Colonial influence seems to have had more of an effect here than it did in more prominent cities like Shanghai. Some of the minor issues that irritate foreign visitors in other cities (such as spitting in public places or smoking in non-smoking areas) seem to have been toned down here.
However, Xiamen is still a very Chinese city, with strong currents of nationalism. It is wise for visitors to keep political opinions to themselves, especially as it pertains to Taiwan across the strait.
While a service charge is likely to be added to the bill in upscale restaurants, tipping is generally not expected (or even accepted) by service staff. In smaller restaurants, patrons are likely to be flagged down and handed their change back if they leave a tip.
The Chinese unit of currency is the renminbi(RMB), which also called the yuan. The yuan may not be exchanged outside of China's borders, and the Bank of China is the most likely place to get your bills exchanged. Under-the-table moneychangers offer better rates, but are just as likely to swindle those who aren't paying attention. Pay close attention to the latest exchange rates.
ATMs are more common than they were even a few years ago, especially in a commercial success like Xiamen. Some may not accept foreign cards, but those in the airport do. Expect department stores and larger hotels to take credit cards, while most merchants and small vendors insist on cash.
Xiamen's climate is humid and hot during the summer, when average daytime temperatures rise to about 90°F. This is peak time for beach activity, and crowds can be an issue on weekends. The June to August season is best for anyone planning to focus on the beach. Otherwise, these months are best avoided.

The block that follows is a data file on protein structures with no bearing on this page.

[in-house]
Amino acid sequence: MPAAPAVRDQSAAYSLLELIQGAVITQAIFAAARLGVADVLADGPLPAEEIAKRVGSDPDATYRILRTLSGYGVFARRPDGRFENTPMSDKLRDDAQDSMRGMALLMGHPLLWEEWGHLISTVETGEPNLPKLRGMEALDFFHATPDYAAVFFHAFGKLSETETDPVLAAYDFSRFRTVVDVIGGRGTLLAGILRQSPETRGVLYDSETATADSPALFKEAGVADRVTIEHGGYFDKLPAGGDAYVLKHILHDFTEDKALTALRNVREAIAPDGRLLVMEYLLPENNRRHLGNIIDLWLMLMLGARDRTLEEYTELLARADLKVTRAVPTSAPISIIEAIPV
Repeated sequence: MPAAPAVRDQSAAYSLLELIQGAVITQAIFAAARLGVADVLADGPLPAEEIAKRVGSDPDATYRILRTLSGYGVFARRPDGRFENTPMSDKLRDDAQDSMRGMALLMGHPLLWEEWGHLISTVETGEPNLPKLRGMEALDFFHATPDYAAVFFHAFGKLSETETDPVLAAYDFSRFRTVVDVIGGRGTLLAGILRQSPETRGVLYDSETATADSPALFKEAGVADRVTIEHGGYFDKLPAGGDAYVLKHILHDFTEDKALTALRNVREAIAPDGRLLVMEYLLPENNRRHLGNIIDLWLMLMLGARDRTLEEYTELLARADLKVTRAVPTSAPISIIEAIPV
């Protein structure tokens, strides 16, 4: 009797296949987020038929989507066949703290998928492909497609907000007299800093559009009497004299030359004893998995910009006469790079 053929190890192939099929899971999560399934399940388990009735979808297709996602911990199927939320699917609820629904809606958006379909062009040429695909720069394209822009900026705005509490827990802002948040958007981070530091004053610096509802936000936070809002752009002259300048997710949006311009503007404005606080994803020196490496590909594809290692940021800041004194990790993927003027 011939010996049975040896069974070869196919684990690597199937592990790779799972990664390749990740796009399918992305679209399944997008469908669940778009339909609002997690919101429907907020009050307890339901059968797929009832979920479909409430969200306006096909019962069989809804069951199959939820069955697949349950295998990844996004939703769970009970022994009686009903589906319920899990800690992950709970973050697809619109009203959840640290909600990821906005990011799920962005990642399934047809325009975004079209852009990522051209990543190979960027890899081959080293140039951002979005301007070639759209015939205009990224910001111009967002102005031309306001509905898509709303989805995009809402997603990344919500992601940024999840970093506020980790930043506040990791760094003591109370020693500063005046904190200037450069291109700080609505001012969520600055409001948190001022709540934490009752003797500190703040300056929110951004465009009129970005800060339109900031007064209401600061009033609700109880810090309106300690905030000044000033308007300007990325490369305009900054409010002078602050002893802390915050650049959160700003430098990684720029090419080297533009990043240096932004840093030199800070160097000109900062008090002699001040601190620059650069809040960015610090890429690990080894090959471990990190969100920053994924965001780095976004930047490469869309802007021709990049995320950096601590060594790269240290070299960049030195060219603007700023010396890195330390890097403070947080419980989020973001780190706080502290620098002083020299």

Winters are mild and comfortable, with highs in the 10s and low 20s (°C). This is still a good season for land-based outdoor activities, and the drop in tourism numbers means hotels are likely to lower rates. Rain falls least from October to December, the all-around best time to visit.
Metered taxis are on hand throughout the city center. They can be chartered anywhere on the island and are relatively inexpensive. Buses ply routes throughout the city, but English-language information is hard to come by. Ferries connect to Gulangyu Island, where cars are prohibited. Gulangyu is compact enough for everything to be accessible on foot.
Xiamen International Airport (XMN) sits a few kilometers outside of town. Buses connect to the city center, but the most convenient way in is by taxi. The drive takes roughly 20 minutes and costs just a few dollars. Some of the larger hotels can arrange for pick up at the airport.
Spoken languages: Mandarin and local dialects
Electrical: 220 Volts, 50 Hertz
Phone/calling code: +86 592
Find more information about Xiamen and hotels in the area:
Xiamen hotels | China hotels